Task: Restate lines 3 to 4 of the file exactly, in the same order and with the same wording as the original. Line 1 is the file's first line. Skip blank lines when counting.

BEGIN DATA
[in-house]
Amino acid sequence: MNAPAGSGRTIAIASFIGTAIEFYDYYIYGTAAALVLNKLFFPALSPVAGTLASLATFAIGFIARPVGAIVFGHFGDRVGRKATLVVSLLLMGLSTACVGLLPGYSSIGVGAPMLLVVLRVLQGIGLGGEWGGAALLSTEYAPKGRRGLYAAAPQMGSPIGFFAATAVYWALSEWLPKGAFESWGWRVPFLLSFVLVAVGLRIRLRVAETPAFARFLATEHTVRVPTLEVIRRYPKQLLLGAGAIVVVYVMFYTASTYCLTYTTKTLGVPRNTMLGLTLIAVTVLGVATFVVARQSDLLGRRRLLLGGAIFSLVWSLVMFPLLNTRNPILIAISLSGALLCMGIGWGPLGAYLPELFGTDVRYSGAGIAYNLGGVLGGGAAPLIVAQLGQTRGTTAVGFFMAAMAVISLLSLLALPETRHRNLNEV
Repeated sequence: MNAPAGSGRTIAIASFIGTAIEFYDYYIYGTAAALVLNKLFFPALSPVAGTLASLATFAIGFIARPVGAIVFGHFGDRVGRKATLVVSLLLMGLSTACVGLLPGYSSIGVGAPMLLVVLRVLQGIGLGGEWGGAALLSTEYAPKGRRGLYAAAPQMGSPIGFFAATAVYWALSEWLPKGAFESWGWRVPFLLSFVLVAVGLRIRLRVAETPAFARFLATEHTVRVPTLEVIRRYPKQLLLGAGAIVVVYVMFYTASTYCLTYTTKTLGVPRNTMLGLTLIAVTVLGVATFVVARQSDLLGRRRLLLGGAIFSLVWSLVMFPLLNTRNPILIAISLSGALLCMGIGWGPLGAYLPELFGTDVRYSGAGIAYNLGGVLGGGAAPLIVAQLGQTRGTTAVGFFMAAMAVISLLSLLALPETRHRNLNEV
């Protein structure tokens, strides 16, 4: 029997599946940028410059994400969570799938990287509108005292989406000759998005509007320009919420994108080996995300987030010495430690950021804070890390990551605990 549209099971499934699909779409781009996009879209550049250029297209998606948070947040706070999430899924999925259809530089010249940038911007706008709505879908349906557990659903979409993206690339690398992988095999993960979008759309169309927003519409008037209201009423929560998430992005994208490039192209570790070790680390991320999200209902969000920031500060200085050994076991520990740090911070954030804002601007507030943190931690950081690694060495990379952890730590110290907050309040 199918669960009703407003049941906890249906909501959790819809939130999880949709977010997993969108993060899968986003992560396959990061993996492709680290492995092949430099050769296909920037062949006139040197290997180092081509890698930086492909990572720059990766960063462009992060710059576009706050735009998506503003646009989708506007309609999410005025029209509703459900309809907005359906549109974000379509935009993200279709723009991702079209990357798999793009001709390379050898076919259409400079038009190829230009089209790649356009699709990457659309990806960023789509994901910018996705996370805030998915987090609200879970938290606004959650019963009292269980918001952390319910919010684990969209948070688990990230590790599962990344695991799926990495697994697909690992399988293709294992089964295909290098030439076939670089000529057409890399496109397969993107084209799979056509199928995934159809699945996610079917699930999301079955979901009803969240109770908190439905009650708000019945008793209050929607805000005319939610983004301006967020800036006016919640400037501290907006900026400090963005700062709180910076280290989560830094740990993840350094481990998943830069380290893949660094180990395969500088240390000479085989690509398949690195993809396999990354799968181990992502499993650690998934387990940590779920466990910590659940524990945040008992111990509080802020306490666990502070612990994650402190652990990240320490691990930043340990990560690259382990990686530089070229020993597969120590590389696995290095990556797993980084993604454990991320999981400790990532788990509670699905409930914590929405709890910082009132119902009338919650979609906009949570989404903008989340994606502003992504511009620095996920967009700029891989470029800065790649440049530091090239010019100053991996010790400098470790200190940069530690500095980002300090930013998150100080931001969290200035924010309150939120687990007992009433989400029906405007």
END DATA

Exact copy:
Repeated sequence: MNAPAGSGRTIAIASFIGTAIEFYDYYIYGTAAALVLNKLFFPALSPVAGTLASLATFAIGFIARPVGAIVFGHFGDRVGRKATLVVSLLLMGLSTACVGLLPGYSSIGVGAPMLLVVLRVLQGIGLGGEWGGAALLSTEYAPKGRRGLYAAAPQMGSPIGFFAATAVYWALSEWLPKGAFESWGWRVPFLLSFVLVAVGLRIRLRVAETPAFARFLATEHTVRVPTLEVIRRYPKQLLLGAGAIVVVYVMFYTASTYCLTYTTKTLGVPRNTMLGLTLIAVTVLGVATFVVARQSDLLGRRRLLLGGAIFSLVWSLVMFPLLNTRNPILIAISLSGALLCMGIGWGPLGAYLPELFGTDVRYSGAGIAYNLGGVLGGGAAPLIVAQLGQTRGTTAVGFFMAAMAVISLLSLLALPETRHRNLNEV
């Protein structure tokens, strides 16, 4: 029997599946940028410059994400969570799938990287509108005292989406000759998005509007320009919420994108080996995300987030010495430690950021804070890390990551605990 549209099971499934699909779409781009996009879209550049250029297209998606948070947040706070999430899924999925259809530089010249940038911007706008709505879908349906557990659903979409993206690339690398992988095999993960979008759309169309927003519409008037209201009423929560998430992005994208490039192209570790070790680390991320999200209902969000920031500060200085050994076991520990740090911070954030804002601007507030943190931690950081690694060495990379952890730590110290907050309040 199918669960009703407003049941906890249906909501959790819809939130999880949709977010997993969108993060899968986003992560396959990061993996492709680290492995092949430099050769296909920037062949006139040197290997180092081509890698930086492909990572720059990766960063462009992060710059576009706050735009998506503003646009989708506007309609999410005025029209509703459900309809907005359906549109974000379509935009993200279709723009991702079209990357798999793009001709390379050898076919259409400079038009190829230009089209790649356009699709990457659309990806960023789509994901910018996705996370805030998915987090609200879970938290606004959650019963009292269980918001952390319910919010684990969209948070688990990230590790599962990344695991799926990495697994697909690992399988293709294992089964295909290098030439076939670089000529057409890399496109397969993107084209799979056509199928995934159809699945996610079917699930999301079955979901009803969240109770908190439905009650708000019945008793209050929607805000005319939610983004301006967020800036006016919640400037501290907006900026400090963005700062709180910076280290989560830094740990993840350094481990998943830069380290893949660094180990395969500088240390000479085989690509398949690195993809396999990354799968181990992502499993650690998934387990940590779920466990910590659940524990945040008992111990509080802020306490666990502070612990994650402190652990990240320490691990930043340990990560690259382990990686530089070229020993597969120590590389696995290095990556797993980084993604454990991320999981400790990532788990509670699905409930914590929405709890910082009132119902009338919650979609906009949570989404903008989340994606502003992504511009620095996920967009700029891989470029800065790649440049530091090239010019100053991996010790400098470790200190940069530690500095980002300090930013998150100080931001969290200035924010309150939120687990007992009433989400029906405007």